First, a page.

I think it gives WotC a perfect chance to re-establish the game; starting smaller and more gritty, perhpas, but adding more to it over time. FRCS 4E come sout in August, that shoudl give us a clearer idea how different they want 4E to be. I can't see them radically altering the Realms, but I coudl see them trying to emphasize more the less "High Magic" places in the Realms, and cutting back on the feeling that everyone you meet is a 10th level somethingor other, and either has some lost artifact, is related to someone who has one or is searching for the one stolen from their father.
I hope you guys are right. Points of light just made me real nervous because it sounds like the antithesis of most of my games...
I suppose it does mean that the PCs will be able to fight it out over "unclaimed territory" and build those baronies themselves.

If they apply this to the existing settings then it means they are going to be on the recieving end of a shake-up.

It would certainly suit GREYHAWK where the emergence of THARIZDUN results in the collapse of the old kingdoms.

Suddenly the prospect of having to fight it out just to secure the foodbowl of the Kingdom of Furyondy has some relevence.
The Citadel Megadungeon: http://yellowdingosappendix.blogspot.com.au/2012/08/the-citadel-mega-dungeon-now-with-room.html
I think this has mostly been put out there for all the DM's who just shrieked.."AAARGH! 4.0! Already?"

It sounds to me like a nice, fairly interesting jumping off point for building a whole new world without having to get seriously specific about anything "setting". Sparsely populated, simple governments, etc. No crunchy to worry about..yet. So that DM's can have a 3/4ths of the way completed world to start 4.0 in when it comes out.

Just my opinion.

I also agree that it makes an interesting jump off point.

Also that it makes some of the world design easier. Take a map of the US. In a PoL design I draw a big circle around New England. Label it "here are scores of baronies, with a few days travel in between, that share a common culture / language." Draw the same around Virgina / North Carolia.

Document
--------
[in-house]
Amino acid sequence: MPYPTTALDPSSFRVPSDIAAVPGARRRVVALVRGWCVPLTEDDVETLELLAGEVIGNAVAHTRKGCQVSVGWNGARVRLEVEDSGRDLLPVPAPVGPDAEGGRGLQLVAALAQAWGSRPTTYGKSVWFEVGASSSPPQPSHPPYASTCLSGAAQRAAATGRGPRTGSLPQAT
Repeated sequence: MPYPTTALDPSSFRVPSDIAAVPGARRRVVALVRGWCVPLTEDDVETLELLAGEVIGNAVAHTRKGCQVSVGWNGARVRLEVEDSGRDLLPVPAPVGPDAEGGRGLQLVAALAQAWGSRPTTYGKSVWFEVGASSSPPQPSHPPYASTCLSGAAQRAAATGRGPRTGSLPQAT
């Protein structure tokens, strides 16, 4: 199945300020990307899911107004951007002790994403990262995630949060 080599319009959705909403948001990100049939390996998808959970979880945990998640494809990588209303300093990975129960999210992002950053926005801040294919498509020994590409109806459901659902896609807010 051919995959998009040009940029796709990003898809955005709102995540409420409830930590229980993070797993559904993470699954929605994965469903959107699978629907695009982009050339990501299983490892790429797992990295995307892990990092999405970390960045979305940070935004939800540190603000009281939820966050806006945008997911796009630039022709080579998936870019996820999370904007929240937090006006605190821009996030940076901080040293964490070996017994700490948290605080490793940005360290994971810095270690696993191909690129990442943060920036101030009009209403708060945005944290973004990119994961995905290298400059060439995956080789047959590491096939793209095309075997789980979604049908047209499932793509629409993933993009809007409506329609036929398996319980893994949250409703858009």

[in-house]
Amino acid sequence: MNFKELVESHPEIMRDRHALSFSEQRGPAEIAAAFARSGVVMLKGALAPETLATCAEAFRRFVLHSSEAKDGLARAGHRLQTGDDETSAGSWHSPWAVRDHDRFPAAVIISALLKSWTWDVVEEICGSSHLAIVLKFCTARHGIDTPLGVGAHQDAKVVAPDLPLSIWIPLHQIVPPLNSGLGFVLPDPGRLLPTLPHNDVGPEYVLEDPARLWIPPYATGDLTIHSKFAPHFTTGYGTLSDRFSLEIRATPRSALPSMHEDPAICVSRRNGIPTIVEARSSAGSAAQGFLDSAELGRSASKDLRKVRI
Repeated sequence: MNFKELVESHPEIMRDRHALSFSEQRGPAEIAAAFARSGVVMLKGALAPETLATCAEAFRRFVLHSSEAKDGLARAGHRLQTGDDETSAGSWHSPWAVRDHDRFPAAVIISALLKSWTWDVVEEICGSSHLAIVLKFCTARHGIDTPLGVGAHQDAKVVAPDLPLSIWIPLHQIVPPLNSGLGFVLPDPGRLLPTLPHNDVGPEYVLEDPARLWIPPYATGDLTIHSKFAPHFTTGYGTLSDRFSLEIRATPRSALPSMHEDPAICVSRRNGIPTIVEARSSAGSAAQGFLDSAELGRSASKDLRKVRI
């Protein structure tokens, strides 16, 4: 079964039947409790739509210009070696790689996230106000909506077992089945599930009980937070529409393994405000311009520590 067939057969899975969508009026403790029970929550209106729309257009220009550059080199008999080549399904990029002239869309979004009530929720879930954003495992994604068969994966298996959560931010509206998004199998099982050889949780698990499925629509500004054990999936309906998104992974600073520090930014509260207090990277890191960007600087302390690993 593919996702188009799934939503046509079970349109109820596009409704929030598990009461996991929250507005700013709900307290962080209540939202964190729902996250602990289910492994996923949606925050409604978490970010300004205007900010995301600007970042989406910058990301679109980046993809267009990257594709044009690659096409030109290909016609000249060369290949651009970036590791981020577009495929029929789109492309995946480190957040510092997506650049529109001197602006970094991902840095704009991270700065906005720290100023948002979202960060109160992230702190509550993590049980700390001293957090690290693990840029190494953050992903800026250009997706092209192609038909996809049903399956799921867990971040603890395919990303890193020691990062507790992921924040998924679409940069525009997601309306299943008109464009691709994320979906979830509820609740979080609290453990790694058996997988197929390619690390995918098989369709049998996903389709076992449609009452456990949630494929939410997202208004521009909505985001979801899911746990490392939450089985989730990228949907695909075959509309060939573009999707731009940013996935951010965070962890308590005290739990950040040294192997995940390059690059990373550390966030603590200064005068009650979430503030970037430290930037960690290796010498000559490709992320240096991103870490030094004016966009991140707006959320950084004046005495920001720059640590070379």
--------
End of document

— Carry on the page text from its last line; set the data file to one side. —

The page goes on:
In PoL don't have to figure out the politics between two large kingdoms (New England & Mid-Atlantic). I just have to look at a potentially simpler set of politics that are more local. Sure, I can make it very complex, but I can add that in later with few inconsistancies.
Bravo, Rotipher. Your post is as good an introduction to practical DMing as any I've read.

PoL seems more like a slight change in atmosphere than any difference in rules. It's nothing for anyone to panic about if Wizards writes the flavortext a little differently. I'm curious about whether the shift in atmosphere will affect the rules at all - encounter tables, say - or whether it's just cosmetic. Guess we'll have to see.

Encounter tables, population / class levels tables. Hopefully they'll come out with some material on how to modify such tables to fit different assumptions (PoL vs Eberron vs FR, etc)
I think the flavor may go back even farther than just Middle/Dark ages.
Say for example, the ancient, early Hellenistic world.

Khemt (Ancient Egypt) has been an empire for hundreds, perhaps a thousand years. It is a vibrant civilization, centered around the Nile and a number of cities built there. They've developed writing, a complex religion, politics, trade, libraries, etc. They have a professional army, led by their own citizens, but including conscripts from conquered lands and mercenaries from other lands. They've used this army to conquer nearby lands, mostly to enforce tribute or establish puppet regime, aquire slaves or conscripts, reduce competion for markets or resources, etc.
Despite this level of civilization, travel is still time consuming and occasionally dangerous even within the empire. Bandits, monsters (crocodiles and hippos, but add some humanoid tribes, dragons and other similar monsters) and even spies/rivals may attack you. Occasionally, there are various types of civil strife, from rebellions led by royal pretenders, to religious conflicts, riots due to drought & famine, etc.

Over in Mesopotamia, another long term civilization exists. known now as Persia. It has undergone many changes, from early city-states to various empires or Kingdoms, and either rules or influences lands from the coast of the Middle Sea north into Asia Minor, east into the rugged mountainous lands of the near east, and into contact with the early civilizations of present day India. The Persian Empire is large and sprwaling, less "civilized" perhaps overall than Khemt, but more than most places in this early world. They fight wars with the early Egyptians, the early Indians, the city0states forming in Asia Minor and early Greece, but still have lots of internal conflict as well. Spies, raiders and of course, monsters, all are potential hazards.